A fifth assumption is that a large number of women still believe in the need for an all-female organization in the local church. Many of them share the conviction that this glorious record has not been made obsolete by the changing times. Many of these women agree the old ways no longer are working and are open to new approaches to ministry through the women's organization. They are convinced new initiatives are needed to reach a new generation of women. They share the conviction of the authors that God still has a place in His plan for the women's organization and that the call to be faithful and obedient is stronger than the call to do yesterday over again. These women understand why some men are more comfortable in an all-male group and often avoid gatherings that include women. Likewise some women find it easier to enter the life and ministry of a congregation through an all-female organization.

They also understand that, contrary to conventional wisdom, the influx of women into the paid labor force has not destroyed the place for a women's fellowship. It is true that the proportion of women working at a full-time job on a year-around basis rose from 40.1 percent in 1966 to 49.5 percent in 1986, but it also is true the number of women in the thirty-five-to-sixty-nine age bracket who are not employed outside the home was slightly less than 20 million in 1988, the same number as in 1950 and 1970. (Earl F. Melior and William Parks II, "A Year's Work: labor force activity from a different perspective," Monthly Labor Review, September 1988, pp. 13-18.) The number of women aged forty-five and over who are not in the labor force rose from 18.4 million in 1960 to 27.3 million in 1988. More significant is the research that reveals no difference in church attendance patterns between women employed fulltime and those who are not in the paid labor force or those working part-time.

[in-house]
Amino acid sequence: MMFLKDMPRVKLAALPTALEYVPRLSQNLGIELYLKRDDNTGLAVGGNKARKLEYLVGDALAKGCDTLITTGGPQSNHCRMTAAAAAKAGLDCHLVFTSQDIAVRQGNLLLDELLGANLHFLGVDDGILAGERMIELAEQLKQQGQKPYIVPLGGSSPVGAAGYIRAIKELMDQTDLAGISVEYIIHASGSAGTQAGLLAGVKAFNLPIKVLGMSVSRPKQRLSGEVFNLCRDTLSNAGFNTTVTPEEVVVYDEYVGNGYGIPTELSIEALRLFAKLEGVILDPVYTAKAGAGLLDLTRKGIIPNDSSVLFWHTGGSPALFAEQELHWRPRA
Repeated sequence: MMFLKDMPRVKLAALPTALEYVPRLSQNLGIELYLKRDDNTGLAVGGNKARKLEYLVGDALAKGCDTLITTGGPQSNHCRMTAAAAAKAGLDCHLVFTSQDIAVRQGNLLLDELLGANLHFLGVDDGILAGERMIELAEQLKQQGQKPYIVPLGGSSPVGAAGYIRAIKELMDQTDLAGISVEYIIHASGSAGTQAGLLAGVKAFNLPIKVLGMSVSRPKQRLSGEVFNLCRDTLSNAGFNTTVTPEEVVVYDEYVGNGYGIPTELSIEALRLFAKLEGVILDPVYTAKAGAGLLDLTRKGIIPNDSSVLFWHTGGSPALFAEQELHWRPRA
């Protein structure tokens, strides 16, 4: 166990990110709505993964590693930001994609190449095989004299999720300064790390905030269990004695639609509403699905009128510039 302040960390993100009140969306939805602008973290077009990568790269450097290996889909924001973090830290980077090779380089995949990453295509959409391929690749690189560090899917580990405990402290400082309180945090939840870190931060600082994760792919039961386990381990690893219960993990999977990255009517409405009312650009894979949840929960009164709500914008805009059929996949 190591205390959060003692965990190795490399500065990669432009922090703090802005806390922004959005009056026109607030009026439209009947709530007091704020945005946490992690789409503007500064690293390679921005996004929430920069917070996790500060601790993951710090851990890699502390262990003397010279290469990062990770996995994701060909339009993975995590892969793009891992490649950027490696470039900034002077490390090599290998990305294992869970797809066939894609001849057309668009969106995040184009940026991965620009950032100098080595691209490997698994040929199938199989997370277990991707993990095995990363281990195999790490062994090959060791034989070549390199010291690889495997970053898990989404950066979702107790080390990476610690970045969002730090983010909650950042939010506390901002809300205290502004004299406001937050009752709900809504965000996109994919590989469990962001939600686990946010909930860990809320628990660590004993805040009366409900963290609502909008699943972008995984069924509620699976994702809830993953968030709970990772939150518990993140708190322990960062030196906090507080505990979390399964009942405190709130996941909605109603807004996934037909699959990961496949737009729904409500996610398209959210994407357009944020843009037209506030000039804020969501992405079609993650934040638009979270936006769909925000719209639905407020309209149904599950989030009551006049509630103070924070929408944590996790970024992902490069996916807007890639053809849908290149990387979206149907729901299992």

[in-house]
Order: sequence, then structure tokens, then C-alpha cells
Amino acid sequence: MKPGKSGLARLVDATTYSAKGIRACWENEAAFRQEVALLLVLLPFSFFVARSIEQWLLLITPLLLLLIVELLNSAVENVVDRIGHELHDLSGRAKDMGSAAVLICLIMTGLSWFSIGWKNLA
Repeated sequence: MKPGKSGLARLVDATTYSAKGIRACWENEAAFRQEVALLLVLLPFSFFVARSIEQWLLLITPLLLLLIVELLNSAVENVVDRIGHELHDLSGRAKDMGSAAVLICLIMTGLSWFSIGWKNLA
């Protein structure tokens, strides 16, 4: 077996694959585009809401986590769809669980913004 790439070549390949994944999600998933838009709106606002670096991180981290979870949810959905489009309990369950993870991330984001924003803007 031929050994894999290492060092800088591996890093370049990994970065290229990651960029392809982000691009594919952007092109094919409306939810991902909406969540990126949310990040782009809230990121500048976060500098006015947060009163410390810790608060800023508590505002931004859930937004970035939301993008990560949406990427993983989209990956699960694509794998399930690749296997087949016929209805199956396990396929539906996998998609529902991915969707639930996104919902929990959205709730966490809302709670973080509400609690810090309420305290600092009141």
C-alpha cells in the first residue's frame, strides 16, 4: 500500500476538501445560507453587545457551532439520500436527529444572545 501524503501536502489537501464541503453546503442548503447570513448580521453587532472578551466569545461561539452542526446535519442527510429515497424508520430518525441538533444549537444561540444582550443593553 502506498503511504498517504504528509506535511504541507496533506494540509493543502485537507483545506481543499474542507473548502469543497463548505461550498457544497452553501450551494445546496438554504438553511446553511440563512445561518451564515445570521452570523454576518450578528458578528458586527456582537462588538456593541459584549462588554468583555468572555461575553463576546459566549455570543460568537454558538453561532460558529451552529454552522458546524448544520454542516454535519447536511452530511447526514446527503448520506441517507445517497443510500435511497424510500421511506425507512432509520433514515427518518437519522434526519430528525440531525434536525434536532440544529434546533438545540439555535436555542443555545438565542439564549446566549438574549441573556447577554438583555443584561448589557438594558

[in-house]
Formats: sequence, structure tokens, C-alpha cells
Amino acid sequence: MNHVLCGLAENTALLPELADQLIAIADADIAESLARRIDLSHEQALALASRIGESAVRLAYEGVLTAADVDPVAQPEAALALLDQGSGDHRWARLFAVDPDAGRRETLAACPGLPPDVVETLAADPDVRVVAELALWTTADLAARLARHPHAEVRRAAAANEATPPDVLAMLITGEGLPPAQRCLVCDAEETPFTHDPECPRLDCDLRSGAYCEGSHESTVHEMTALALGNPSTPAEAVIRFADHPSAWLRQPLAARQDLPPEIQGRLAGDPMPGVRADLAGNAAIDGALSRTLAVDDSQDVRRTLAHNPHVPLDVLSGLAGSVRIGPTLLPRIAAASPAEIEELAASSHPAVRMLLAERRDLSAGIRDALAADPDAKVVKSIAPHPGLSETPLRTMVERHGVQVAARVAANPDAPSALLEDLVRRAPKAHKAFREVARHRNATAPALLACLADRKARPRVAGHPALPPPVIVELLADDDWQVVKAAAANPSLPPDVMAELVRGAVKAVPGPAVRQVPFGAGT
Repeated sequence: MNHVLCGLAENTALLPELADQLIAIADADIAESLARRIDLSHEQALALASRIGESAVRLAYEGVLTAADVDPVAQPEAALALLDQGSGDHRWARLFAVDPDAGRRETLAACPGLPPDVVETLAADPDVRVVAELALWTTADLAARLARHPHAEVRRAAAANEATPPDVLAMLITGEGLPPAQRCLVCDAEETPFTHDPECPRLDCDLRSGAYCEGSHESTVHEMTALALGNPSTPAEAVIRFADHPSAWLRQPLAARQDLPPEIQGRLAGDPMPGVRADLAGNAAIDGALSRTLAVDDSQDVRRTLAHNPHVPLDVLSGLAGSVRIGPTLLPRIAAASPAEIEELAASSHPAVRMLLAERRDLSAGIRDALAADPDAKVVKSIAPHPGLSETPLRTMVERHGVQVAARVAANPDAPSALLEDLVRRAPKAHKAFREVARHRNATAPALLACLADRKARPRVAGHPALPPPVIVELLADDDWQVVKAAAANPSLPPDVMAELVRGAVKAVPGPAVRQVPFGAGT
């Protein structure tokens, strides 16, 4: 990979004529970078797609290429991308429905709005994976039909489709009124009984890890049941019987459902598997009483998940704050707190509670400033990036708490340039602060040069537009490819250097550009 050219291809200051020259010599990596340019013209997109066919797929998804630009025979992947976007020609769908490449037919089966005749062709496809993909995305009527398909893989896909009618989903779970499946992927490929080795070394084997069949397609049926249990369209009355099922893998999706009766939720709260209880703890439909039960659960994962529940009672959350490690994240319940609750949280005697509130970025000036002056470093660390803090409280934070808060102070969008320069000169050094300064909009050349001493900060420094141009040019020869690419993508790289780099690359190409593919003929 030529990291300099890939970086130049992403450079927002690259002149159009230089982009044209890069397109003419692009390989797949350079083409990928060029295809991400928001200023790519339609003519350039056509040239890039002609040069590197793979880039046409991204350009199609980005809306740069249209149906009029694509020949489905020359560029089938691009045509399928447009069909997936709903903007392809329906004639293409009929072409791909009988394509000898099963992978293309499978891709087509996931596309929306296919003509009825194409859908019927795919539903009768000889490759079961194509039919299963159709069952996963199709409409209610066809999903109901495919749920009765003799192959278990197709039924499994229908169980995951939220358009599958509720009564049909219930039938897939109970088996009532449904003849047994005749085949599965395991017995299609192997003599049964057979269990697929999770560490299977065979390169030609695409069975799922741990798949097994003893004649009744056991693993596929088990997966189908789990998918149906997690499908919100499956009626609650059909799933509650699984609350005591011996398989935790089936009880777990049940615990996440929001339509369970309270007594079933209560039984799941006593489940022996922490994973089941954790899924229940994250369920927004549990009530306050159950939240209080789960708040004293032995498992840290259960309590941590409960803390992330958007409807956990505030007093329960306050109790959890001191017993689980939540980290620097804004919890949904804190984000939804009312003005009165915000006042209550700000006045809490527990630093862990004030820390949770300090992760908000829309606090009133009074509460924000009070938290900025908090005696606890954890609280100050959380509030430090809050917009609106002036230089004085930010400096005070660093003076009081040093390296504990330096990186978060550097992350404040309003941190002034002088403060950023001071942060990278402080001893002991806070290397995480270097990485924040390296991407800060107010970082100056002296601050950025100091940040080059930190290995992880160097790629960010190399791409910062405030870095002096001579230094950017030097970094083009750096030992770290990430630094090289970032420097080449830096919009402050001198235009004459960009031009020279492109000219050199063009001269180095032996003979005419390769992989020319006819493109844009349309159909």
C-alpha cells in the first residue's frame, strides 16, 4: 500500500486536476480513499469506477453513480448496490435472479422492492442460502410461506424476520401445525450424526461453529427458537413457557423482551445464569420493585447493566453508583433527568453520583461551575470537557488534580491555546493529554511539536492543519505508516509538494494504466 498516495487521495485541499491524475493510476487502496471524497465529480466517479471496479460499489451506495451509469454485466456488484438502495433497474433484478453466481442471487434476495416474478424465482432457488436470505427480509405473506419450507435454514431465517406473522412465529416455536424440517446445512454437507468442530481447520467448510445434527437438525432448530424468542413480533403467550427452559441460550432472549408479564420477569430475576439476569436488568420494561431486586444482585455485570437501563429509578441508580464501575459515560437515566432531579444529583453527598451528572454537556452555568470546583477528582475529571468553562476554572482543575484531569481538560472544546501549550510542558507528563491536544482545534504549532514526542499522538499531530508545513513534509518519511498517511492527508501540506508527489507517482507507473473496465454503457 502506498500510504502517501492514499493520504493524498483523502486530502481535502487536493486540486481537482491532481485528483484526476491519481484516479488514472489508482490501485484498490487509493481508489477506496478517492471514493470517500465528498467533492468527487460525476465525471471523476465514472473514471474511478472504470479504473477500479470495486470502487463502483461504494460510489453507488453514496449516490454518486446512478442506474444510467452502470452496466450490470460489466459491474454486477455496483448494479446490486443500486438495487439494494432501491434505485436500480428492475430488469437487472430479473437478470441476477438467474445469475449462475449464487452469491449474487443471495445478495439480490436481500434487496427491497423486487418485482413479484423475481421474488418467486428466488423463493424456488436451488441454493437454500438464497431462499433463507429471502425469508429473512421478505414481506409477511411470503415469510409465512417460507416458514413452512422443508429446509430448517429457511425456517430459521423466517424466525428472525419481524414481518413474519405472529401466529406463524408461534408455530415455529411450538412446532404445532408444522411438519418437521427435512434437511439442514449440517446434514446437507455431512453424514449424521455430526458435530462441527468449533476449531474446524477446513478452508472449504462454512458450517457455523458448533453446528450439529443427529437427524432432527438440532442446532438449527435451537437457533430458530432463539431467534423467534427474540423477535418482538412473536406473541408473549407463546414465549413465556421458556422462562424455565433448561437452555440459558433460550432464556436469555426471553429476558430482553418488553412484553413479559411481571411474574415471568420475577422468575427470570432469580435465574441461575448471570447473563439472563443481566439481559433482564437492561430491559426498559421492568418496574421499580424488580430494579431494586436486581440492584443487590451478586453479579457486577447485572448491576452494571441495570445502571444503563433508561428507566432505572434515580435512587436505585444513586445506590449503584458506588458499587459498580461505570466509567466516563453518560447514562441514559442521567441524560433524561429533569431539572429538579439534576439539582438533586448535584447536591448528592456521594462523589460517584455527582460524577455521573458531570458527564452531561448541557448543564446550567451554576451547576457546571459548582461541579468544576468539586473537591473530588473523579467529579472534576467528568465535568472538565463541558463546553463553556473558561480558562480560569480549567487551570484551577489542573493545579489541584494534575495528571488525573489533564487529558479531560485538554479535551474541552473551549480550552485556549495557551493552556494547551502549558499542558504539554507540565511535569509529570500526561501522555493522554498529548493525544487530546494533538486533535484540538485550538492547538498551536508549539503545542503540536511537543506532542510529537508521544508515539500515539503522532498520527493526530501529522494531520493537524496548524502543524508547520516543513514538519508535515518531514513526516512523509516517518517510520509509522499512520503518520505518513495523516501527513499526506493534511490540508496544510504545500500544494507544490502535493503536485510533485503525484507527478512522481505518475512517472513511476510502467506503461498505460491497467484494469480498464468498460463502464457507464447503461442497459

These women who affirm the value of an all-female organization also recognize and are aware that the three big "winners" in determining how women spend their discretionary time are (1) highly structured women's Bible study groups with trained leadership that meet during the week, (2) personal health, including jogging, swimming, and aerobic dance classes, and (3) marital concerns, including the growing number of Mother's Clubs, marriage enrichment and marriage encounter retreats, mutual support groups for the recently divorced and single parent fellowships. This is the audience to which this book is directed.